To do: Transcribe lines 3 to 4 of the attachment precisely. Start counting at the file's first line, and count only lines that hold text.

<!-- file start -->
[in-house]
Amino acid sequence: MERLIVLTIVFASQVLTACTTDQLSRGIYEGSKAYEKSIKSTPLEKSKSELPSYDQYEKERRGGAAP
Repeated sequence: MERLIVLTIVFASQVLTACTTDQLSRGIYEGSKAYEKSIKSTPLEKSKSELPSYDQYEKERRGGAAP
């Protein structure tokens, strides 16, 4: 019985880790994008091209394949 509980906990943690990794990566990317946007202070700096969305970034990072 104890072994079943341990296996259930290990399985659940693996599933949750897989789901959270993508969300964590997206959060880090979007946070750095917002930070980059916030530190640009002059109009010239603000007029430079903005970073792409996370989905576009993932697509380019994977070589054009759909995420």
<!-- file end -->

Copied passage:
Repeated sequence: MERLIVLTIVFASQVLTACTTDQLSRGIYEGSKAYEKSIKSTPLEKSKSELPSYDQYEKERRGGAAP
């Protein structure tokens, strides 16, 4: 019985880790994008091209394949 509980906990943690990794990566990317946007202070700096969305970034990072 104890072994079943341990296996259930290990399985659940693996599933949750897989789901959270993508969300964590997206959060880090979007946070750095917002930070980059916030530190640009002059109009010239603000007029430079903005970073792409996370989905576009993932697509380019994977070589054009759909995420």